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The International INTRAVAL project. Phase 1 case 6: synthetic migration experiment

Technical Report:

Abstract

This case deals with hydraulic and tracer migration tests at a synthetic site. A highly detailed, realistic but synthetic geosphere was developed whose geometry, processes and parameter ranges were conditioned with data from the Grimsel Rock Laboratory. A limited number of `experiments` on the synthetic geosphere in the form of transient and steady-state pumping tests were conducted by numerical simulation. The project teams were provided with qualitative and quantitative information from the simulated tests, and could request further data. Modelers calibrated their models with the available data, and were then asked to compute breakthrough of conservative tracer between boreholes using their calibrated models. Results were then compared to the `true` results calculated and supplied by the Pilot Team using the complete synthetic geosphere. The project teams used methods ranging from simple manual adjustment to sophisticated mathematical inverse and geostatistical procedures to estimate the parameters and in some cases predict break through. Result failed to indicate a clear advantage of more complicated methods of analysis over simpler ones. However, several of the teams using more sophisticated methods did not have adequate time to complete their analyses. This exercise demonstrated the great difficulty of predicting site performance on the basis of a  More>>
Authors:
Publication Date:
Dec 31, 1992
Product Type:
Technical Report
Report Number:
INIS-XN-422
Reference Number:
SCA: 052002; PA: AIX-24:007811; EDB-93:022533; ERA-18:007955; SN: 93000932584
Resource Relation:
Other Information: PBD: 1992
Subject:
12 MANAGEMENT OF RADIOACTIVE AND NON-RADIOACTIVE WASTES FROM NUCLEAR FACILITIES; RADIOACTIVE WASTE DISPOSAL; COORDINATED RESEARCH PROGRAMS; RADIONUCLIDE MIGRATION; COMPUTERIZED SIMULATION; FLOW MODELS; CALIBRATION; COMPARATIVE EVALUATIONS; COMPUTER CODES; FIELD TESTS; FINITE DIFFERENCE METHOD; GEOLOGIC FRACTURES; GROUND WATER; HYDRAULIC CONDUCTIVITY; NUMERICAL DATA; POTENTIAL FLOW; RADIOACTIVE WASTE MANAGEMENT; VERIFICATION; 052002; WASTE DISPOSAL AND STORAGE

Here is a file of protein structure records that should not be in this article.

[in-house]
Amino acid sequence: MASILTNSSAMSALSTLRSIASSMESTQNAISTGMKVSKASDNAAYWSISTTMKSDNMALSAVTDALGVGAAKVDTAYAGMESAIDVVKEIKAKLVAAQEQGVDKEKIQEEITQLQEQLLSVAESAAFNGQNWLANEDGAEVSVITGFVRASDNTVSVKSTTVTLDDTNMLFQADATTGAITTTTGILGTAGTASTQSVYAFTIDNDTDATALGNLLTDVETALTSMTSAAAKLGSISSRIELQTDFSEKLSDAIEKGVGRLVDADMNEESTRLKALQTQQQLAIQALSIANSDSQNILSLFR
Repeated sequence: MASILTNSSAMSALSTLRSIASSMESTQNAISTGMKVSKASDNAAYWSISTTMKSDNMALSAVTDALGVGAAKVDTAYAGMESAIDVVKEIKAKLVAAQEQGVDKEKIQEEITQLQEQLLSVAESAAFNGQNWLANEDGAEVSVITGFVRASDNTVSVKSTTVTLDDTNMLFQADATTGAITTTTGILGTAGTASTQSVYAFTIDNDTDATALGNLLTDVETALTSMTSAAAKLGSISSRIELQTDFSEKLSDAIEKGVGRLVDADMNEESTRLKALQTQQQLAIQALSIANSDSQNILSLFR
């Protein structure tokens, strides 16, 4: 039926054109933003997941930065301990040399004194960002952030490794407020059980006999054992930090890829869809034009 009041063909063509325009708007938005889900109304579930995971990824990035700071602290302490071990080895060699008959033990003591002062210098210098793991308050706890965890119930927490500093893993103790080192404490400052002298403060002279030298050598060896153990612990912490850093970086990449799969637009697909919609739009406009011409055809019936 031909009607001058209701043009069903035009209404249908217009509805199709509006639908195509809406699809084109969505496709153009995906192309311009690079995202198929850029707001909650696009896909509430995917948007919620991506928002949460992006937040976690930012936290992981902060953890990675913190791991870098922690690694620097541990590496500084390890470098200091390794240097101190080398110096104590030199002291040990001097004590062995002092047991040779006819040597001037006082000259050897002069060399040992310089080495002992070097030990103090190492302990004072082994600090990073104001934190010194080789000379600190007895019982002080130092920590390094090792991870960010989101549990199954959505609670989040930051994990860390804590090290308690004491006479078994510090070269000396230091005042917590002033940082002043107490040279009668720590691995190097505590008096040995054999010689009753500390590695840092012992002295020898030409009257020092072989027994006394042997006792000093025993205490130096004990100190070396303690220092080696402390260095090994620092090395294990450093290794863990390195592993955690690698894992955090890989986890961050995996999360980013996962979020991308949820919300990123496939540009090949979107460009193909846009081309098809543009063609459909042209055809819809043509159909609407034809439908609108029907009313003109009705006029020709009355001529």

OSTI ID:
10119226
Research Organizations:
Nuclear Energy Agency, 75 - Paris (France)
Country of Origin:
NEA
Language:
English
Other Identifying Numbers:
Other: ON: DE93612751; TRN: XN9200104007811
Availability:
OSTI; NTIS (US Sales Only); INIS
Submitting Site:
INIS
Size:
[74] p.
Announcement Date:
Jun 30, 2005

Technical Report:

Citation Formats

Codell, R. The International INTRAVAL project. Phase 1 case 6: synthetic migration experiment. NEA: N. p., 1992. Web.
Codell, R. The International INTRAVAL project. Phase 1 case 6: synthetic migration experiment. NEA.
Codell, R. 1992. "The International INTRAVAL project. Phase 1 case 6: synthetic migration experiment." NEA.
@misc{etde_10119226,
title = {The International INTRAVAL project. Phase 1 case 6: synthetic migration experiment}
author = {Codell, R}
abstractNote = {This case deals with hydraulic and tracer migration tests at a synthetic site. A highly detailed, realistic but synthetic geosphere was developed whose geometry, processes and parameter ranges were conditioned with data from the Grimsel Rock Laboratory. A limited number of `experiments` on the synthetic geosphere in the form of transient and steady-state pumping tests were conducted by numerical simulation. The project teams were provided with qualitative and quantitative information from the simulated tests, and could request further data. Modelers calibrated their models with the available data, and were then asked to compute breakthrough of conservative tracer between boreholes using their calibrated models. Results were then compared to the `true` results calculated and supplied by the Pilot Team using the complete synthetic geosphere. The project teams used methods ranging from simple manual adjustment to sophisticated mathematical inverse and geostatistical procedures to estimate the parameters and in some cases predict break through. Result failed to indicate a clear advantage of more complicated methods of analysis over simpler ones. However, several of the teams using more sophisticated methods did not have adequate time to complete their analyses. This exercise demonstrated the great difficulty of predicting site performance on the basis of a small number of tests. 27 refs., 32 figs., 8 tabs.}
place = {NEA}
year = {1992}
month = {Dec}
}